The past can be a terrible weight, which can be impossible to bear. If our past was delightful in many aspects, we have a tendency to relive it in our imagination. If our past was made up of lost opportunities, disappointments and failures, it is easy to beat ourselves over the head and go into depression. If our past involved wrongs and injustices done to us, we can easily give way to anger, unforgiveness, bitterness and self-pity. No one can run a race while looking backwards.

Our past can plague and torture us if we allow it to, or we can face it, allowing the Lord to step on the scene and give us His perspective, accept His forgiveness, receive His healing, embrace His love and, by faith, along with the Apostle Paul, count it all as “dung” and go forward in Christ. We should never fear the truth, because the truth makes us free! (See John 8:32; 14:6.)

            Finally, weights that involve “good things” are the most subtle to discern, as they usually have spiritual or religious implications, meaning that it is possible to run the race in vain. Paul wrote concerning this in Philippians 2:16: “Holding forth the word of life; that I may rejoice in the day of Christ, that I have not run in vain, neither laboured in vain.” What was of utmost importance to Paul’s race was always maintaining his grip on the Word of life, or holding up Christ for all to see, and laboring for the Gospel. Running the race meant no deviation from the course set before him by the Lord, no detours, shortcuts, or retracting.

A sure way of discerning when we are

 running off course is to take stock of

what hoops we’re jumping through.

The race set before us by God does not involve jumping through hoops (which are also hindrances.) A hoop is a predetermined obstacle that causes us to conform to something that either we, or someone else, has erected to produce a certain modified behavior for the purpose of either controlling us, or causing us to have a false sense of accomplishment. You might call it “indoctrination.” For example, most Christians are taught from day one that they must “go to church” (or become a member of one), in order to be saved. This may not be stated in so many words, but the implications are clear. Of course, this teaching is nowhere to be found in Scripture. Yes, we need to come together for communion, to worship, fellowship, learn, share, and so forth, but once a person is born again, he or she becomes part of Christ’s body, the Church. The true Church is not a building, nor is it any particular denomination.

Jumping through the “church hoop” can (depending upon the emphasis of such) greatly hinder the Christian’s race, or derail him or her altogether. Unless the particular body that the Christian runner becomes involved with properly disciples and equips him or her for the ministry (service), he or she can become bogged down in a quagmire of do’s and don’ts, legalism, religious platitudes, religious duties (that involve serving the pastor and the church, rather than Christ), paying tithes in order to build bigger buildings, and meeting other religious requirements that would shock even the Pharisees of Jesus’ day.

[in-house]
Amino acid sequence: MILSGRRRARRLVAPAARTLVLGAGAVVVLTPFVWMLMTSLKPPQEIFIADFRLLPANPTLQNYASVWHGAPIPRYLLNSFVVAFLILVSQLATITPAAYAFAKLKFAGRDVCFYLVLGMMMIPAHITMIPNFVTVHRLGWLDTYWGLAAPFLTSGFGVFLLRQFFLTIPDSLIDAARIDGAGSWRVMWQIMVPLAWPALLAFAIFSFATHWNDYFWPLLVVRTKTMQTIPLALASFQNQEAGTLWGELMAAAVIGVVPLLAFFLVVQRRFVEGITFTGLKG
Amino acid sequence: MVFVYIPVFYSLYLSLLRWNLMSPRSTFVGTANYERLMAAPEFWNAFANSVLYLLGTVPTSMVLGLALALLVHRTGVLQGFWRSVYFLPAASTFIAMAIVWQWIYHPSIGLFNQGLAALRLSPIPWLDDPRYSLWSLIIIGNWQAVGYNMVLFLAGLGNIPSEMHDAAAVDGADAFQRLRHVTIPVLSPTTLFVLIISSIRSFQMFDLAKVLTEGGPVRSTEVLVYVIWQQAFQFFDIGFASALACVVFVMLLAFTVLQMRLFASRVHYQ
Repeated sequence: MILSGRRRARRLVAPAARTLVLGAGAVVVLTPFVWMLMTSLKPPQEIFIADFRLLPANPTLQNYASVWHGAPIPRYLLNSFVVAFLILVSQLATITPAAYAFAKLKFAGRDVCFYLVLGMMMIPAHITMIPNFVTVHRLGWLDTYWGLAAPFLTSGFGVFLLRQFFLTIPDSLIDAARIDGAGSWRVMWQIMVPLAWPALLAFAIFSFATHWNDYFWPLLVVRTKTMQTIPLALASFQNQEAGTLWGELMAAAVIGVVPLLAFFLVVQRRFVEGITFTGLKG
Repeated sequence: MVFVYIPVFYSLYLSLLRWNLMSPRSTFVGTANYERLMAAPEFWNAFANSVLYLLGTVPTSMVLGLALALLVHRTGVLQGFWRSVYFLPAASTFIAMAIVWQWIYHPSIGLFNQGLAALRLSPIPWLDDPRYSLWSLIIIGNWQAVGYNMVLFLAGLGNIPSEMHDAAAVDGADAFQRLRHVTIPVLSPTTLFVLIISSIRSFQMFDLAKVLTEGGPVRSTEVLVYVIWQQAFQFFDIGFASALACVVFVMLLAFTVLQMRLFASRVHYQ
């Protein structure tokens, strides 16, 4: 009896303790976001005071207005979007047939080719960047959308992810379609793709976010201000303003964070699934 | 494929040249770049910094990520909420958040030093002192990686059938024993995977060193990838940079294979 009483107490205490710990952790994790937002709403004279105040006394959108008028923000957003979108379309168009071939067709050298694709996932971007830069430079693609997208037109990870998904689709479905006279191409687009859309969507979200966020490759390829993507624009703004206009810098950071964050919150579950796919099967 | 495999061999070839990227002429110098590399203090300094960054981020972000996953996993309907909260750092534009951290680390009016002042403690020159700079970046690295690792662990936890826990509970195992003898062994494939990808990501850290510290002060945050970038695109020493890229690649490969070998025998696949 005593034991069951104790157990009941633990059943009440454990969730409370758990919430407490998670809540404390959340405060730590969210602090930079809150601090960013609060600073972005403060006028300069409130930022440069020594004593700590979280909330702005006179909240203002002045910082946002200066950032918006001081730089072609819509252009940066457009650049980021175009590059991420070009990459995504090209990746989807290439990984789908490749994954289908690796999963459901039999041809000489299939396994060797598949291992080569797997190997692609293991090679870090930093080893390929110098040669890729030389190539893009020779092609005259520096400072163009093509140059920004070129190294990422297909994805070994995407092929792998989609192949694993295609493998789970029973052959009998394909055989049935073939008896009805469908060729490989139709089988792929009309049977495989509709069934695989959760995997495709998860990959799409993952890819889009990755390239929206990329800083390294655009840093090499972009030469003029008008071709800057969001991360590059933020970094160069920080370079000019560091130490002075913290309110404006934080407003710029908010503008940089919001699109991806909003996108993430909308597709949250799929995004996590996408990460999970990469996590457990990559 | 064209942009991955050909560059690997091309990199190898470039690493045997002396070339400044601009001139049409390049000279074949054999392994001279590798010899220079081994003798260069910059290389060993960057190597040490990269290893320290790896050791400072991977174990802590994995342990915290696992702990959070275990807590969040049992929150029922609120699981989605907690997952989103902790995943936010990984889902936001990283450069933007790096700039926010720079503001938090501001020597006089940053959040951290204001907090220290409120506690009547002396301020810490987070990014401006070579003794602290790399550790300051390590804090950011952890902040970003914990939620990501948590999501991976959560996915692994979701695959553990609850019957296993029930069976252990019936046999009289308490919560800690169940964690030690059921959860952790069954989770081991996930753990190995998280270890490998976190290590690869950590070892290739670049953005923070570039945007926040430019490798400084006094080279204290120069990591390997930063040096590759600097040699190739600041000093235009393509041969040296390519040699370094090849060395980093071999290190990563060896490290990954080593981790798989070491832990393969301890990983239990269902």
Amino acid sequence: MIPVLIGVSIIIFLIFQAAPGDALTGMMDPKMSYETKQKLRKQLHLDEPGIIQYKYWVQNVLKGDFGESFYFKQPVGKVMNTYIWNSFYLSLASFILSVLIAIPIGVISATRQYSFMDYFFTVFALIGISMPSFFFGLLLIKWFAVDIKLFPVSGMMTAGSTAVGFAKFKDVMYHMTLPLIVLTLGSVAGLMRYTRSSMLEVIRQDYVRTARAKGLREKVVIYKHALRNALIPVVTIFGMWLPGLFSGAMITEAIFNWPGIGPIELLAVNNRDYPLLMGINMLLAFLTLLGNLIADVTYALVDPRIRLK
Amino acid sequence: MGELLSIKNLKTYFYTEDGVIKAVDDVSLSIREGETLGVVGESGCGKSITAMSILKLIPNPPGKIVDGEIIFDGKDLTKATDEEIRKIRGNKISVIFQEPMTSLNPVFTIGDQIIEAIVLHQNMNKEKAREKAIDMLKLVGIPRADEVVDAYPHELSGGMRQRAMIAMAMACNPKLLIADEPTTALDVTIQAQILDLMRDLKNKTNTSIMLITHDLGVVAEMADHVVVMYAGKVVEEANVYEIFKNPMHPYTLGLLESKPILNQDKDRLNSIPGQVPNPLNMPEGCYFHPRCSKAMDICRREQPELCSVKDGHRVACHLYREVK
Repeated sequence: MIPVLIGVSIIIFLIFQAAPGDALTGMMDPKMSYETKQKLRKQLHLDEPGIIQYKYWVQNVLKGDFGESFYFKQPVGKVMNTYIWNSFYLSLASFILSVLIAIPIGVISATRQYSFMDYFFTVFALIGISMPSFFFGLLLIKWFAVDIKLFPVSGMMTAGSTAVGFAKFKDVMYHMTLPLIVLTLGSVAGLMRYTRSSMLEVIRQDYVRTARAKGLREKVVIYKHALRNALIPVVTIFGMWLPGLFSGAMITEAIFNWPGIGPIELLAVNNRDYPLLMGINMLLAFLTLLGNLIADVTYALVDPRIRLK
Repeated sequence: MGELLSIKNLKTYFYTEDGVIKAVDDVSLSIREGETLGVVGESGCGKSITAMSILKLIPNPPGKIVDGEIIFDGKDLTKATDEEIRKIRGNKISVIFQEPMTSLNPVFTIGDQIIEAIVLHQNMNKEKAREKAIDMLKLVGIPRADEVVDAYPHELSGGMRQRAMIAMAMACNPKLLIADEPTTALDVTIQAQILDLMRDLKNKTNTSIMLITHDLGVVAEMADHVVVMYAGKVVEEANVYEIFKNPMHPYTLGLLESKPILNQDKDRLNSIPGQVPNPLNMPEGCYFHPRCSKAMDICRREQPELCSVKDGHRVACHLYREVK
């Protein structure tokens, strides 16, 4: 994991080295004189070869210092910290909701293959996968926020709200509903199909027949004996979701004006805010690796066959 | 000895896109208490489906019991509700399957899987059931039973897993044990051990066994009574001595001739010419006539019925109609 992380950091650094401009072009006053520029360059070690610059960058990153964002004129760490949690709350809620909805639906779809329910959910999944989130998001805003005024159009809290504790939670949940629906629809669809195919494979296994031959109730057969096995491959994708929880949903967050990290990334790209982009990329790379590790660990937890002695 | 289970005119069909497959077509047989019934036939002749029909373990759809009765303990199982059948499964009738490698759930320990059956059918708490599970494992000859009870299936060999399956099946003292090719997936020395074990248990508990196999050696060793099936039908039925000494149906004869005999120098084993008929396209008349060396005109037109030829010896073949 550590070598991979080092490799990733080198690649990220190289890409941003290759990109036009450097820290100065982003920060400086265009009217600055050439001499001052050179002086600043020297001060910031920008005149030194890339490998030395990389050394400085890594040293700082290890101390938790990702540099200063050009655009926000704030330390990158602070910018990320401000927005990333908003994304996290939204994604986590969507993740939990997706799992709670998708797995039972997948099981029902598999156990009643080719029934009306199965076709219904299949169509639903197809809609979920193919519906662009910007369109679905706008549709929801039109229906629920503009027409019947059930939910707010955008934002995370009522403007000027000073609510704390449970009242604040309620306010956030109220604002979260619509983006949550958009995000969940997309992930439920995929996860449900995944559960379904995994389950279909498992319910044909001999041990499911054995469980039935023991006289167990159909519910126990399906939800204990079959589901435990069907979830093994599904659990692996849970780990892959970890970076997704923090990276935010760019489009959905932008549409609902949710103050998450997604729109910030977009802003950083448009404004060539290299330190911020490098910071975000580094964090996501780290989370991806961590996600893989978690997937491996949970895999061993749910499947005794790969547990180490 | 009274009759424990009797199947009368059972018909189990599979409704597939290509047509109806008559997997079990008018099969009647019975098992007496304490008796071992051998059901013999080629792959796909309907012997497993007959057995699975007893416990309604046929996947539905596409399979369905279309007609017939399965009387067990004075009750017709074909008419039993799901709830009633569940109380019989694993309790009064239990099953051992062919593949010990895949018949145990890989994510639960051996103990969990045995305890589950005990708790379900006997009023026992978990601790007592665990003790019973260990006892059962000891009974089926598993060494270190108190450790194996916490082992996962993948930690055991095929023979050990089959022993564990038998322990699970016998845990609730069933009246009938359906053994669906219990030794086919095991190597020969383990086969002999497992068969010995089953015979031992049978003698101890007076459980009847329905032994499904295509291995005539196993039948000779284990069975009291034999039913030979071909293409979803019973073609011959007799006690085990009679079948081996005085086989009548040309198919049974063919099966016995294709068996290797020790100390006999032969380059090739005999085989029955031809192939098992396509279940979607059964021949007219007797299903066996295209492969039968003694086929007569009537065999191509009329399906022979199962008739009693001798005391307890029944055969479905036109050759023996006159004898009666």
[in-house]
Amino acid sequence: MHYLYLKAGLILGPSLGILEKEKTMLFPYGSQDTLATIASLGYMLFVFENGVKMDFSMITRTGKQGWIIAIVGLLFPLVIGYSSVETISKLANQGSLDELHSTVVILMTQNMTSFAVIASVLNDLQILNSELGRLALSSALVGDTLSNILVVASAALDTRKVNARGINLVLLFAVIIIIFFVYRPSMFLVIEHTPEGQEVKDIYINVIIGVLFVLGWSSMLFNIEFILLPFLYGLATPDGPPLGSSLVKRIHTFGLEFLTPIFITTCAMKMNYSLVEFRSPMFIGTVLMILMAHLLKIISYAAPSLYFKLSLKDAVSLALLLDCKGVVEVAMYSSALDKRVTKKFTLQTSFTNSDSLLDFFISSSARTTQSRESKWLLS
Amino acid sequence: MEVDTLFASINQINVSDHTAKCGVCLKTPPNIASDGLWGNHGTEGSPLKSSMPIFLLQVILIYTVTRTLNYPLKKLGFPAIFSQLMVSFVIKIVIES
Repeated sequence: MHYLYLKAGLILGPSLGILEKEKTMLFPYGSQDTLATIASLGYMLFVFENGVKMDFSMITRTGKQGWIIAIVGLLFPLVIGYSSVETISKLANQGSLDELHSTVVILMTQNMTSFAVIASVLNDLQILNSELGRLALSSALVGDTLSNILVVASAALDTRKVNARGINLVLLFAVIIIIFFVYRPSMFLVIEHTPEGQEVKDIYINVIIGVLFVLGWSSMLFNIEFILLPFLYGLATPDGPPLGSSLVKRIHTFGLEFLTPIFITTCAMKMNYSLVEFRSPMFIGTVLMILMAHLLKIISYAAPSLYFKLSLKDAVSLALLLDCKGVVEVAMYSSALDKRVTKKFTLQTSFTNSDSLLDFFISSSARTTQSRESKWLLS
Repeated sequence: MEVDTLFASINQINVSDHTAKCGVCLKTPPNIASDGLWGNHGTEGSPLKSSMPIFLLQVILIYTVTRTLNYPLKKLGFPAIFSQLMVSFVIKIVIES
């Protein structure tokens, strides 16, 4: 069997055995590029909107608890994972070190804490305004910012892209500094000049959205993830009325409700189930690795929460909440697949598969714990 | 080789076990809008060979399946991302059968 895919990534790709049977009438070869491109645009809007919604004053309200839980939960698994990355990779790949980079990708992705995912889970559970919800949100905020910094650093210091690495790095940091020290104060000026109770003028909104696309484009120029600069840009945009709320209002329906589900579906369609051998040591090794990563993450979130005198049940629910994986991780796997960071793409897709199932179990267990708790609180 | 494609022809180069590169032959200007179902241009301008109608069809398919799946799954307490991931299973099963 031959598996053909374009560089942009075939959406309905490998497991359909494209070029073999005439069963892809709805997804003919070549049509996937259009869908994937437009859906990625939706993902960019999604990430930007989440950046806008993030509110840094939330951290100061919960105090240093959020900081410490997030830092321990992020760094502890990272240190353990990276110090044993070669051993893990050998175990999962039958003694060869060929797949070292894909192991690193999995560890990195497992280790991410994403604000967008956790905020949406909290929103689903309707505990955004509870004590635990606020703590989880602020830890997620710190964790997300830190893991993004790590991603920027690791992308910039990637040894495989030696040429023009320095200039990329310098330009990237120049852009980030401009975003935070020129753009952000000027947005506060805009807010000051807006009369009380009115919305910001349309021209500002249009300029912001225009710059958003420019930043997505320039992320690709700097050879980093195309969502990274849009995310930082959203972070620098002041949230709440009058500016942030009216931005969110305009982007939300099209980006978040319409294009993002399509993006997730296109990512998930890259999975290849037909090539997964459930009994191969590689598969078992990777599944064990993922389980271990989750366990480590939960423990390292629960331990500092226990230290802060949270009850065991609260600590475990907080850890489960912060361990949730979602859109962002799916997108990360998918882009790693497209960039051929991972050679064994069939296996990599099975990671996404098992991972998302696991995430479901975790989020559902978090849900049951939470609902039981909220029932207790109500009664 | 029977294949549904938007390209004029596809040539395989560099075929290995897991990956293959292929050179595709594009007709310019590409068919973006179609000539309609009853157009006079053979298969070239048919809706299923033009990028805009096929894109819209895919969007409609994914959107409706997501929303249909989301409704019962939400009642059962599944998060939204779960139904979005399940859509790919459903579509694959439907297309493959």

Another form of hoop that we can find ourselves jumping through originates from our standards, concepts, or images that we try to live up to or maintain, which all spring from pride. These things seem so “normal” or “right” to us that they can easily become burdens that cause frustration, anger, depression, and defeat. If we add to these standards (that we put upon ourselves) the standards of others, especially religious leaders, we can end up acquiring a false sense of spiritual attainment, or worse yet, open ourselves up to a religious spirit. In either case, the end result is delusion about our true spiritual state. A deluded runner is like a person who is wearing the right uniform (looks the part outwardly) and talks the talk (sounds religious), but who is running in the opposite direction.

Are you running the race, with patience, for the “prize of the high calling of God in Christ Jesus?” Or, have you stumbled and fallen under weights or sins? Perhaps you began running the race, but now you find yourself jumping through a series of hoops that the Lord never intended for you to jump through. If you have fallen under the burden, won’t you come to Jesus today and cast “all your care upon him; for he careth for you” 1 Peter 4:7,and let Him pick you up? If you are tired of jumping through hoops, won’t you come to Jesus who is calling,“Come unto me, all ye that labour and are heavy laden, and I will give you rest. Take my yoke upon you, and learn of me; for I am meek and lowly in heart: and ye shall find rest unto your souls. For my yoke is easy, and my burden is light” Matthew 11:28-30? He’s waiting for you!